PHYS 2212 Module 7

7: Magnetic Forces and Fields

An industrial electromagnet is capable of lifting thousands of pounds of metallic waste. (credit: modification of work by “BedfordAl”/Flickr)

For the past few modules, we have been studying electrostatic forces and fields, which are caused by electric charges at rest. These electric fields can move other free charges, such as producing a current in a circuit; however, the electrostatic forces and fields themselves come from other static charges. In this module, we see that when an electric charge moves, it generates other forces and fields. These additional forces and fields are what we commonly call magnetism.

Before we examine the origins of magnetism, we first describe what it is and how magnetic fields behave. Once we are more familiar with magnetic effects, we can explain how they arise from the behavior of atoms and molecules, and how magnetism is related to electricity. The connection between electricity and magnetism is fascinating from a theoretical point of view, but it is also immensely practical, as shown by an industrial electromagnet that can lift thousands of pounds of metal.

In PHYS 2211 and 2212 so far we’ve seen two fundamental forces of nature: gravity and electrical forces. Electrical force depends on the existence of charge — charges make E-fields, and then E-fields in turn exert forces on other charges: . There is another kind of force in nature, called magnetism.

Magnetic effects from natural magnets have been known for a long time. There are recorded observations about magnetic effects from the ancient Greeks from more than 2500 years ago. The word “Magnetism” comes from a Greek word for lodestone, which contains iron oxide. It was found in Magnesia, a district in northern Greece. Properties of lodestones are they could exert forces on similar stones and could impart this property (magnetize) to a piece of iron it touched. Small slivers of lodestone suspended with a string will always align itself in a north-south direction—it detects the earth’s magnetic field.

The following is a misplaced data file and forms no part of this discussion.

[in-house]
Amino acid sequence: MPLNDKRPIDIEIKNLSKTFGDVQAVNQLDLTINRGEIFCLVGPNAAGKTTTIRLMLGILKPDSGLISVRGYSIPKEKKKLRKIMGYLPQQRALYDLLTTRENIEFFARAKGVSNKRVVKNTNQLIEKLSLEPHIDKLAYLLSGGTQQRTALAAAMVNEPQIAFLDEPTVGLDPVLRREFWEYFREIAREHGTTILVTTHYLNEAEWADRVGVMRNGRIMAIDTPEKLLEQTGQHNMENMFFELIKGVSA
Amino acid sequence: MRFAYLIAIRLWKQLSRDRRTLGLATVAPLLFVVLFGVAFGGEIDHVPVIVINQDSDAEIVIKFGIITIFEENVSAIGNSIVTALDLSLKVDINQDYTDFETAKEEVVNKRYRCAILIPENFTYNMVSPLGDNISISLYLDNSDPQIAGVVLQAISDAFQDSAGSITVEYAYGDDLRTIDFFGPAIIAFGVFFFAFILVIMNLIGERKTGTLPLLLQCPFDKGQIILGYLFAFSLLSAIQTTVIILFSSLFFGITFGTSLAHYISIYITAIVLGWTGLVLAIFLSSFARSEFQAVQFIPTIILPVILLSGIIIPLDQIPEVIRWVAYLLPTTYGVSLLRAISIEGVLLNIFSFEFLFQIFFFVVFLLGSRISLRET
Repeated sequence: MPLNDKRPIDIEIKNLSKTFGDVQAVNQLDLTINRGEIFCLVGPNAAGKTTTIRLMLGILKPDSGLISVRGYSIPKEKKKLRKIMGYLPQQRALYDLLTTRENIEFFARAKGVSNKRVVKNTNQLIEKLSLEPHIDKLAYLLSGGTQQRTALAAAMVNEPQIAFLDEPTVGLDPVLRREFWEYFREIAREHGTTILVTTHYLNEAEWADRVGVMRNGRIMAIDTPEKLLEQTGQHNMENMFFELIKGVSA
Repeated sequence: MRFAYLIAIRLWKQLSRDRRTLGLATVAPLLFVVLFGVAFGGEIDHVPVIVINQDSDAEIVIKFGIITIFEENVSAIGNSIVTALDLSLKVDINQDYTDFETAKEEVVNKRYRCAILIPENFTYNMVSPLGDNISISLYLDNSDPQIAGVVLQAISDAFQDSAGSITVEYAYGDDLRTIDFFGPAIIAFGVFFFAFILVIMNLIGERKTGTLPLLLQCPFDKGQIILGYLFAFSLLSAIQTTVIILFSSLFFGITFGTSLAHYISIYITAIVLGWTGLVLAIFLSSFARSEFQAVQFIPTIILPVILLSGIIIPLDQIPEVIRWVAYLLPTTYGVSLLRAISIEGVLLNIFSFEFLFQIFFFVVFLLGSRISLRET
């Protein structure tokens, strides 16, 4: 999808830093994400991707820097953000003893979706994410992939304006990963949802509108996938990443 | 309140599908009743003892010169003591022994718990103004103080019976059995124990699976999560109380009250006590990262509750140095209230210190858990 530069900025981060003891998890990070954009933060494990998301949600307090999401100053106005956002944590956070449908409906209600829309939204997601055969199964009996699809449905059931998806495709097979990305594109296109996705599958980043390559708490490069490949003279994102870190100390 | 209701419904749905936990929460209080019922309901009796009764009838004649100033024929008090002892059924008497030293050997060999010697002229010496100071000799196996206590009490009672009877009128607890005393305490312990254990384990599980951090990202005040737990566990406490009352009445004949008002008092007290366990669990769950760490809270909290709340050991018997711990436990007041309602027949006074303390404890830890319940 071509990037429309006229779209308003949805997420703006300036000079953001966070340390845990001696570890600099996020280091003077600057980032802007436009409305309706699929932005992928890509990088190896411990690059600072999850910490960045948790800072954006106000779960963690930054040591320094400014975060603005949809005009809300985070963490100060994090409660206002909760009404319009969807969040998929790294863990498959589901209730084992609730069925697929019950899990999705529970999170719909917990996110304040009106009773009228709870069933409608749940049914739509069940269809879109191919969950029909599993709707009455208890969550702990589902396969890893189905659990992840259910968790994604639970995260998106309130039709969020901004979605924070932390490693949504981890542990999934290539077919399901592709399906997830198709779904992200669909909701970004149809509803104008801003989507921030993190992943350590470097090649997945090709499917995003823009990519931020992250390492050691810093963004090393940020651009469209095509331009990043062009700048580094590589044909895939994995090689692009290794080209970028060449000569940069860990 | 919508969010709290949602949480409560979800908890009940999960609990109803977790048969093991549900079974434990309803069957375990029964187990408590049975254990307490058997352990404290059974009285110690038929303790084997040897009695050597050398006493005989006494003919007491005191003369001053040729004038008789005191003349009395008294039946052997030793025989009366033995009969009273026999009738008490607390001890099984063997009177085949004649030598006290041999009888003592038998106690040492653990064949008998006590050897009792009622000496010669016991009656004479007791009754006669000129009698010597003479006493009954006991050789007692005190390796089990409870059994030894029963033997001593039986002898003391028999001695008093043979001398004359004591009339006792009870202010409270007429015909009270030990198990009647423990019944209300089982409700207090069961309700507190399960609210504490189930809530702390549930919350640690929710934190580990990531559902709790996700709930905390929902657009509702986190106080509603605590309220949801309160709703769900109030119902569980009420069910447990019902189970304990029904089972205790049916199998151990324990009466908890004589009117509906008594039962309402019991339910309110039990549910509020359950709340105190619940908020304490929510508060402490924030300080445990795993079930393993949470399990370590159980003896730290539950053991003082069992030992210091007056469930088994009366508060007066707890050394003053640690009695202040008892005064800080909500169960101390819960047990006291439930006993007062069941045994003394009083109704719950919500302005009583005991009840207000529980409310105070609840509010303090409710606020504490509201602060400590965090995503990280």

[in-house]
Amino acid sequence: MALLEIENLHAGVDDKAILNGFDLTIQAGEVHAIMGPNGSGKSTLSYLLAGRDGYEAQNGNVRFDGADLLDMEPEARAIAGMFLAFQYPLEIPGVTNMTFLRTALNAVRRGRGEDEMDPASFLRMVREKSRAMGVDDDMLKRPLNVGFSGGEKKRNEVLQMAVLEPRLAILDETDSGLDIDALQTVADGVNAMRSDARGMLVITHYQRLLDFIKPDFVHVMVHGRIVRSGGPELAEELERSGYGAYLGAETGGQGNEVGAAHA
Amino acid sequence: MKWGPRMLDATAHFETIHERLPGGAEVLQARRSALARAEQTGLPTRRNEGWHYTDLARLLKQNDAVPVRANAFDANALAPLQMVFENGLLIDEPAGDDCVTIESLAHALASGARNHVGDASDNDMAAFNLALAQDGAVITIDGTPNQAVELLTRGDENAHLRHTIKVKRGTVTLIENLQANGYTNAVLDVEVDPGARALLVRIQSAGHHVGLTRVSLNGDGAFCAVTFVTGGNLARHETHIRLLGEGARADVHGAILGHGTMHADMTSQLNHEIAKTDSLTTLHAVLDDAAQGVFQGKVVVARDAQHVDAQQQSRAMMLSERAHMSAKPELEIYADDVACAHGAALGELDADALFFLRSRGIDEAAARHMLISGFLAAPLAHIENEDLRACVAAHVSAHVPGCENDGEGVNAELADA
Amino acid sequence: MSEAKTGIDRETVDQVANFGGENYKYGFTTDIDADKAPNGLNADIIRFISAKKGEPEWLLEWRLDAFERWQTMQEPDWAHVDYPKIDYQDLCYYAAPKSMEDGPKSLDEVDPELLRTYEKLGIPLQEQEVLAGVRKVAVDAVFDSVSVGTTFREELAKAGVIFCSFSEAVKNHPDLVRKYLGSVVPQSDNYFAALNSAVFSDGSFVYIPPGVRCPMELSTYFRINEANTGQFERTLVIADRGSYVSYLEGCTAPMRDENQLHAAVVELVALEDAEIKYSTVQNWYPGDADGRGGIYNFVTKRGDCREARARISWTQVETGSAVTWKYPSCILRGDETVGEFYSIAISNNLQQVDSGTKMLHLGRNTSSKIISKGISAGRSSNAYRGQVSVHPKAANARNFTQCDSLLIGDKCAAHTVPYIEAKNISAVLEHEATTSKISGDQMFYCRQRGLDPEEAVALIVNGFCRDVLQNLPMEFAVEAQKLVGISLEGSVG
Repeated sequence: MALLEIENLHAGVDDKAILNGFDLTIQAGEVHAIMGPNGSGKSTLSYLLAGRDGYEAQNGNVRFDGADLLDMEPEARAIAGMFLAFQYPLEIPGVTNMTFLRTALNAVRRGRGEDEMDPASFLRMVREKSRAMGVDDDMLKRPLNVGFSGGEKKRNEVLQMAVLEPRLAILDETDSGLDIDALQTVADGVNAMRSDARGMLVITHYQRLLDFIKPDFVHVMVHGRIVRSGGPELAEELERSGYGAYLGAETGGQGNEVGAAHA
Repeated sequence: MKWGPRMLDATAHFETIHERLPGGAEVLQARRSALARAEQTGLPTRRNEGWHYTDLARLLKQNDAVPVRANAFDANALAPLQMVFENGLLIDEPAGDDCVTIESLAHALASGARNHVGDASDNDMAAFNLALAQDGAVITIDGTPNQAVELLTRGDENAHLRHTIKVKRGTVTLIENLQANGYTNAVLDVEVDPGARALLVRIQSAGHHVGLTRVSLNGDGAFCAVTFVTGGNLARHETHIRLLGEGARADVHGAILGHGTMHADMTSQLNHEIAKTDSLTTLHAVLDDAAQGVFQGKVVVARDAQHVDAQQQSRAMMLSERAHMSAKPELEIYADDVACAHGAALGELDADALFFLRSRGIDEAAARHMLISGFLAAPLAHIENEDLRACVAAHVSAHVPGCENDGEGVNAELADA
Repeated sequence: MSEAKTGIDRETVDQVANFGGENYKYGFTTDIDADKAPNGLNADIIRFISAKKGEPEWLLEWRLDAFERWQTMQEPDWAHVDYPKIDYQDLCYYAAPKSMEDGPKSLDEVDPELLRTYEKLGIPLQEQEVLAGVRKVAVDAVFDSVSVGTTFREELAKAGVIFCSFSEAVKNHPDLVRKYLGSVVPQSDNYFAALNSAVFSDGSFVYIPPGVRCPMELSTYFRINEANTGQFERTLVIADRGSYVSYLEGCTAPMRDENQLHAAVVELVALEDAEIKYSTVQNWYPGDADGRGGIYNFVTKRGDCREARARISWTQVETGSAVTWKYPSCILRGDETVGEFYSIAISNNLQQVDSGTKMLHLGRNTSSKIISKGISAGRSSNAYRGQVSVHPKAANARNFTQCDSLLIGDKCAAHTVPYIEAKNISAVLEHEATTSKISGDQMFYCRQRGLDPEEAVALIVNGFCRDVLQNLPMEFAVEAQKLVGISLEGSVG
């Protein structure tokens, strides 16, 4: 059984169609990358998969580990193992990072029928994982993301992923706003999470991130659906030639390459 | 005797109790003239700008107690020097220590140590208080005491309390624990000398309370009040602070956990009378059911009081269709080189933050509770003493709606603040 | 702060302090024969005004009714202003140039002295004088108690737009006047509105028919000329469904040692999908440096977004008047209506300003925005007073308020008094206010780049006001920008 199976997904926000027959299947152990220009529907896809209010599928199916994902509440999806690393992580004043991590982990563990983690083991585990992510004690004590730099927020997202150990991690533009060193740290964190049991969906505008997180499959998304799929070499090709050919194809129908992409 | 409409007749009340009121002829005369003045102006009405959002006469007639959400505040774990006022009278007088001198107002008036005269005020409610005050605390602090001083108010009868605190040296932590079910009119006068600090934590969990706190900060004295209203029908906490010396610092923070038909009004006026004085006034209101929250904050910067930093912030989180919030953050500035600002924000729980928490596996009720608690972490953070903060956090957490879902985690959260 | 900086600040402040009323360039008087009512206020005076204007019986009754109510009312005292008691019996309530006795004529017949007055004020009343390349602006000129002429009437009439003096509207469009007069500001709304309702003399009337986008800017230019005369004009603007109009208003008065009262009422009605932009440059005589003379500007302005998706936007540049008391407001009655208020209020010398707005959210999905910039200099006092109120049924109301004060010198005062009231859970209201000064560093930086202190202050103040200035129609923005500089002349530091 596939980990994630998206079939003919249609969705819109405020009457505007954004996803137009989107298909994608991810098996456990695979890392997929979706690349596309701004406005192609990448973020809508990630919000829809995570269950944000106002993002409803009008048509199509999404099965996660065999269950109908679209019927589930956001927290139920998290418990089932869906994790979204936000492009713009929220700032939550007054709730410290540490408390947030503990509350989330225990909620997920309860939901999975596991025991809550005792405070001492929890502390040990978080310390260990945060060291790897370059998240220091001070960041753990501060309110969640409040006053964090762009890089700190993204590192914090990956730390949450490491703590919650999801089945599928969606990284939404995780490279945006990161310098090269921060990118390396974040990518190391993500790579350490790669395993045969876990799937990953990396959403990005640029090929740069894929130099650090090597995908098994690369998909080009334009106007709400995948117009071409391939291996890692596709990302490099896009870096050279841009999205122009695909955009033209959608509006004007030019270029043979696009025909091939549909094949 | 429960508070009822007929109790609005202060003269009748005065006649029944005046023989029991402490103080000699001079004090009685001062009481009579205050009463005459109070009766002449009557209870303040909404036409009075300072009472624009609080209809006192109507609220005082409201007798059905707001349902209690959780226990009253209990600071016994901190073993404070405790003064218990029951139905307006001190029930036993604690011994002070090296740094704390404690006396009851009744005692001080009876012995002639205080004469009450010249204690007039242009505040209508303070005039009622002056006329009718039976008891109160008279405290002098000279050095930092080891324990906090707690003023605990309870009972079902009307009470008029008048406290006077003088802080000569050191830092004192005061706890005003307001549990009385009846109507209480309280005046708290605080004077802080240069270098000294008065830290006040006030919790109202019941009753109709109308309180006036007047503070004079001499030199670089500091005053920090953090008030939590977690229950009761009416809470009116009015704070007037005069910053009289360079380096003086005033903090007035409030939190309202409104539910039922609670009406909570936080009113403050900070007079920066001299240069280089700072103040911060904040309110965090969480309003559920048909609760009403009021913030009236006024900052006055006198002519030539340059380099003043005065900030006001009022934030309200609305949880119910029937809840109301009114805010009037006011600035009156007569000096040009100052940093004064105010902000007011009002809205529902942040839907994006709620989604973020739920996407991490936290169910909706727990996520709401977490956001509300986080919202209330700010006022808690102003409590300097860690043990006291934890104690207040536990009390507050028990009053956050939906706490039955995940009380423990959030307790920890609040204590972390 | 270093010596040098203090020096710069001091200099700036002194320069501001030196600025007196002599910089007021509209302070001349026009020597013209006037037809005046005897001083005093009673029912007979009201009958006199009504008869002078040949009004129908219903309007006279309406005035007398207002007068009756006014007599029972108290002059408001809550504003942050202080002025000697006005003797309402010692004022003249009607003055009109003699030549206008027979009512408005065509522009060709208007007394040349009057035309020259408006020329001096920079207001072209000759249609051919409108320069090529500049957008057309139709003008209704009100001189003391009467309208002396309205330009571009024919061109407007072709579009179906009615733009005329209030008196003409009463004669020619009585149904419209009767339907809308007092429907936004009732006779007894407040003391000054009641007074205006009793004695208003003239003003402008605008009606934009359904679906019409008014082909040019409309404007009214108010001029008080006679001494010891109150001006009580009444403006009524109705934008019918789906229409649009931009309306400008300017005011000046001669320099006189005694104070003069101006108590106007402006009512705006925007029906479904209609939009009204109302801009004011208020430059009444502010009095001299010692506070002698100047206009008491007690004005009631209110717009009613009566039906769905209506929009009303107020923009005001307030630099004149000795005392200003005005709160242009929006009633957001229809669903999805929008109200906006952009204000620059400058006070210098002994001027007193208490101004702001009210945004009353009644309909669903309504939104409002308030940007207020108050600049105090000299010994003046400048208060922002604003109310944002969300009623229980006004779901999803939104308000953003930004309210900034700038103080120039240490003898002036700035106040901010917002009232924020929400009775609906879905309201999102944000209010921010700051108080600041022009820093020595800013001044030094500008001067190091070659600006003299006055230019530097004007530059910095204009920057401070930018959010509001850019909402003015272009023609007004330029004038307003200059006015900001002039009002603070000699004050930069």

You’ve surely played with refrigerator magnets. They stick to some materials but not others. For example, magnets don’t stick to aluminum. Magnetism is not equal to Electricity — they are different forces!

Play with magnets a little. Some attract, and some repel. In fact, all magnets seem to have 2 “sides” or “poles”.

Once you’ve labeled the poles, you’ll notice they act like this:

Opposite poles attract and like poles repel. This is a bit like electricity, where we also had two charges: opposites attracted while likes repelled. But this is not electrical! So let’s avoid naming the magnetic “charges” + and -. Here’s another name: “N” and “S” (North and South). We’ll label one (arbitrarily) and then we can figure out all the others in the world.

Unlike electricity, you’ll never see a magnet with two N poles or two S poles. You always have something called a “dipole” magnet, because it has two (different) poles: N and S. If you break a magnet, you DON’T get one “N-only” and one “S-only” magnets, instead you simply get two smaller dipole magnets.

There is a magnetic field which (like E-fields) extends through space. It exerts a force on other magnetic objects. It’s a vector associated with every point in space. 

We can use little “test magnets” to map out a magnetic field (just like the little “test charges” we used to map E-fields). For example, iron filings, or a small compass, near a magnet.